A code repository is an archive of the code itself that is being worked on. Beyond the code itself, you can keep things such as documentation, notes, web pages, and other items in your repository. A code repository is required for any successful software development project.
If we use a house as an analogy, we can break things down further. The house itself would be analogous to your software product, with the architecture and materials of the house being analogous to the code itself. Where does your house go? On your land. In our analogy, your repository is like the land that your house sits on.
A repository (or repo for short) can be public or private. There is something special to say about the developer community when it comes to collaboration. You see levels of collaboration amongst coders taking steps beyond many other industries. Very often, you will find public repos, where people give their code out for anyone to use. Sometimes, people keep their repos public because it is an accomplishment for others to be implementing your code in their product. In other cases, open repos help stimulate innovation, as quicker innovation can happen when there are many people working on the same project.
Why You Need a Code Repository Hosting Service
So what's so special about the different repo hosting services out there, and why do you even need one? You can run your repository just from your own machine with no extra tools, but when it comes to collaborating with others, you're best off using a hosting service that can run your repo from the cloud.
Here's where you might say, "But I'm the client, not the developer, I don't need to collaborate with developers!" Think back to the house analogy. If you, the client, don't care about getting access to the repo, that's like saying the construction company can build YOUR house in their own backyard. How are you going to get the house transferred from their land to yours? It's almost impossible.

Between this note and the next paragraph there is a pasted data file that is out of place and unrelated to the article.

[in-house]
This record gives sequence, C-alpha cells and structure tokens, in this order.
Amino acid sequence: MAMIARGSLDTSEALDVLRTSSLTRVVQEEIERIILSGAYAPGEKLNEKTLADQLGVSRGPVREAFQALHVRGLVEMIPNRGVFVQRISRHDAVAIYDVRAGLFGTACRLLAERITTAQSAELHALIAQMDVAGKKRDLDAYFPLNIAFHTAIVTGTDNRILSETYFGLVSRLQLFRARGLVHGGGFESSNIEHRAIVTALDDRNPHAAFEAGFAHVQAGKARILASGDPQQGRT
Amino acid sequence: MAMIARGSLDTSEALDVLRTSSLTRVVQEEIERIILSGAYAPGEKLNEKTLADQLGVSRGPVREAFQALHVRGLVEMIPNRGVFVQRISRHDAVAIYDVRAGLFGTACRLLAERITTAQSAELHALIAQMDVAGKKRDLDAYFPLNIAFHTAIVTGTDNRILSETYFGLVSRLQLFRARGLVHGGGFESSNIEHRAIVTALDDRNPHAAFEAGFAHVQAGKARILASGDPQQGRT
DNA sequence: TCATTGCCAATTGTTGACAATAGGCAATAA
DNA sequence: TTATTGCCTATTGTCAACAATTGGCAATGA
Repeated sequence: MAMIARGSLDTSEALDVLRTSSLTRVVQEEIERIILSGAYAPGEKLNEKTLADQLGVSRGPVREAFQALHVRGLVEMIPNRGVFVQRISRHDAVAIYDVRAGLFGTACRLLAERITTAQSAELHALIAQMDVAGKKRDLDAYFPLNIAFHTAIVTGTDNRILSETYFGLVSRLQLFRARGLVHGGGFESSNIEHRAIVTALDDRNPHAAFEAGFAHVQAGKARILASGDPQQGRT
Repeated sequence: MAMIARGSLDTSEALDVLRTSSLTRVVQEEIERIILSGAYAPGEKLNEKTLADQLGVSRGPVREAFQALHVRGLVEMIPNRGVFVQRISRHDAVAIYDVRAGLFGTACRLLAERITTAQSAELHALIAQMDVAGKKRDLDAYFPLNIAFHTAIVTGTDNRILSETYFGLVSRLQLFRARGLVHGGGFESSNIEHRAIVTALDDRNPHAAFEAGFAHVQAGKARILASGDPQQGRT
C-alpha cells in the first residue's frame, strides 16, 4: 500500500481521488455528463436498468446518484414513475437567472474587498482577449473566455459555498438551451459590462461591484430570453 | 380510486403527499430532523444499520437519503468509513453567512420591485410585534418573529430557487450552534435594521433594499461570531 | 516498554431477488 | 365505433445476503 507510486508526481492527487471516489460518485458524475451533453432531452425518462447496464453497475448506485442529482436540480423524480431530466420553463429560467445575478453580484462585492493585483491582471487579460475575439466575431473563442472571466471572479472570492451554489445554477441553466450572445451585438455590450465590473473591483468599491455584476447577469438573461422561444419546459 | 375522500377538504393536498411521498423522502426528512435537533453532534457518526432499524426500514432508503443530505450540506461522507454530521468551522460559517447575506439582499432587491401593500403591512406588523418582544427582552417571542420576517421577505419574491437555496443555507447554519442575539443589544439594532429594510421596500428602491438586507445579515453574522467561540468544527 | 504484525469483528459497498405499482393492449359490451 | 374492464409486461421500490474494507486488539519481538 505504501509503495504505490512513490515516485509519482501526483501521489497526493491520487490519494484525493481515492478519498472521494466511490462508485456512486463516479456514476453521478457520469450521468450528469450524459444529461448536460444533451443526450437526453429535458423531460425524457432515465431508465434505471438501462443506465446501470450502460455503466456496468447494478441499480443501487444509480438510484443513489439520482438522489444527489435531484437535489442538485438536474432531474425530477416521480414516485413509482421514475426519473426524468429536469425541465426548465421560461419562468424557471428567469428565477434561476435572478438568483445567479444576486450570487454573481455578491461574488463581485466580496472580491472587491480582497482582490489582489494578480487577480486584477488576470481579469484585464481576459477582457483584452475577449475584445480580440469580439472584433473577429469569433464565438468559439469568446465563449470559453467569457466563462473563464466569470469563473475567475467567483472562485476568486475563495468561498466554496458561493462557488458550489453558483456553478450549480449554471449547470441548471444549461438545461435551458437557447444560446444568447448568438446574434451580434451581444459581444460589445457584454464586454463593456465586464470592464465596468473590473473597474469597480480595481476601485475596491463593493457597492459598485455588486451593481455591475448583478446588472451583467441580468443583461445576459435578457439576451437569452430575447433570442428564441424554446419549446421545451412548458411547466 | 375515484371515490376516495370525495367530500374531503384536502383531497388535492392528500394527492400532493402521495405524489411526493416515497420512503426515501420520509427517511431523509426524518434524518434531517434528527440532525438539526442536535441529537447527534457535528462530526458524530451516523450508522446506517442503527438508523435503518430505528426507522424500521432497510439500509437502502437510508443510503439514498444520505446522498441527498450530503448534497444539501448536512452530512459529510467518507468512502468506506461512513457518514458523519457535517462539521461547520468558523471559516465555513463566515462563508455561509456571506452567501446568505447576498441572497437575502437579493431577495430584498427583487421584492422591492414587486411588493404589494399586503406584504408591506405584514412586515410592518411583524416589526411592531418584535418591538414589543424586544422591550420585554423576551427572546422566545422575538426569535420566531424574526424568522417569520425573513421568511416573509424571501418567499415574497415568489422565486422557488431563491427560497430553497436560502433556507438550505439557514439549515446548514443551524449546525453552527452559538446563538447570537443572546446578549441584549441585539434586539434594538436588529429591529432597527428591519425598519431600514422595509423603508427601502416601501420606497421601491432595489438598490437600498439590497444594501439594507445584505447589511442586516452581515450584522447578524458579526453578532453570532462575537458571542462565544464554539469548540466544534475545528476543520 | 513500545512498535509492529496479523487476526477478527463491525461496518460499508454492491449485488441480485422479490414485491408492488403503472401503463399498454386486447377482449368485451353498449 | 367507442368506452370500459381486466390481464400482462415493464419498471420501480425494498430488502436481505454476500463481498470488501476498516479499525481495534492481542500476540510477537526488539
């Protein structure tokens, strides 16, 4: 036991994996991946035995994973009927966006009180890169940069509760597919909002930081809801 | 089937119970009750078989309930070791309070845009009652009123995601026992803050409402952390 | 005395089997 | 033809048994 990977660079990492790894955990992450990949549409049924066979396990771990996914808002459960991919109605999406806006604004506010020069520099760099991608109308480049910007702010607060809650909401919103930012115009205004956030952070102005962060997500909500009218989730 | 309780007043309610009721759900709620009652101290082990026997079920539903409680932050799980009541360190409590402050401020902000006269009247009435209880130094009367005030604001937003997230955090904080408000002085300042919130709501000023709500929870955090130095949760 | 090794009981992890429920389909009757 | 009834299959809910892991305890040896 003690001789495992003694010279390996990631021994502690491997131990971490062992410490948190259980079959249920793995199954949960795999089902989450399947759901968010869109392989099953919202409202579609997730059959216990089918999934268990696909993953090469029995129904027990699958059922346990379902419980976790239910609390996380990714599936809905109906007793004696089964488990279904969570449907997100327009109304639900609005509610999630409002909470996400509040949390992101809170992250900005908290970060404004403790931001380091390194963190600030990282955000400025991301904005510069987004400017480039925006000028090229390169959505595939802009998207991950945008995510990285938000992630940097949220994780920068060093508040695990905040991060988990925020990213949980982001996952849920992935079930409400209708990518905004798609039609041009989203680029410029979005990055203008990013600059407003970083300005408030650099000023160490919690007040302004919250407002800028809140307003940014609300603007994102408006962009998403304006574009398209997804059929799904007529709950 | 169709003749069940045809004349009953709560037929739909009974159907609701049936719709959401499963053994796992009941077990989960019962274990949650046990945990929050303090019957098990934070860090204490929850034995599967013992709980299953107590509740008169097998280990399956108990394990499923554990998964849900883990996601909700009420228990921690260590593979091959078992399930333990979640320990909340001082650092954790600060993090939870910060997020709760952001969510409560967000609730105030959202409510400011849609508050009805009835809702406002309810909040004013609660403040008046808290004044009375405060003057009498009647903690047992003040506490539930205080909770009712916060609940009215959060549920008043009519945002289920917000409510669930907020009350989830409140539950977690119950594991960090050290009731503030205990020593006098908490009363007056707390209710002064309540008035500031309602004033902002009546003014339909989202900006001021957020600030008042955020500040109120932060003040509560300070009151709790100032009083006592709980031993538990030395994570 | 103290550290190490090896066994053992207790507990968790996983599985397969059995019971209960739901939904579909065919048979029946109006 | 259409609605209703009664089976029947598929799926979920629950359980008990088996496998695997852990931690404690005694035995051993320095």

But if you build the house in the cloud (OK...the analogy is starting to break down), you can access it from anywhere, and transferring ownership is as easy as pressing a button. So you need to choose the best cloud provider out there for hosting your code repository.
There are three repository hosting services that we find not only most common, but also most feature-rich: GitHub, GitLab, and Bitbucket. All three are great services, but come with their own pros and cons.
GitHub is one of the most popular code repositories out there. Aloa uses GitHub for many of our client projects. It is a great repository for documentation purposes and is commonly used for collaboration. If you are working in teams, with other developers, GitHub is a great starting spot.
GitHub offers a list of popular features:
- Commit history is visible
- Pull requests
- Issue tracking
- Email notifications
GitLab is also a very common repository. Aloa uses GitLab for some of our clients as well. Just as GitHub does, GitLab offers many of the same features: visible commit history, pull requests, issue tracking.
A bonus of GitLab is that it offers a free tier for private repositories. If what you are working on contains sensitive information and you want to have more security right off the bat, then GitLab may be the option best suited for you.
Like GitLab, Bitbucket also offers a free tier for private repositories. Aloa uses Bitbucket for a few of our Clients as well. Another bonus to Bitbucket is that it has a REST API to build 3rd party applications. You can also search for code in a dynamic and efficient manner.
- Like GitHub, Bitbucket offers many similar features:
- Commit history
- Pull requests
- Issue tracking
Summary - GitHub vs. GitLab vs. Bitbucket
So if you read this list, I'm sure you're thinking, "well that wasn't very helpful." All three services offer just about what you need, but there is a reason why you would want to go with some over others.
In many cases, you're first going to go based off of what your developers prefer. If you want free repositories, then Bitbucket or GitLab are going to be your go to. Bitbucket does have a limit of five users on their free tier. GitLab is free no matter how many users you have. Bitbucket has a nicer user interface, so many companies will look to Bitbucket over GitLab for that reason.
If you have any specific questions, and want to get our take on repositories, feel free to reach out to us! firstname.lastname@example.org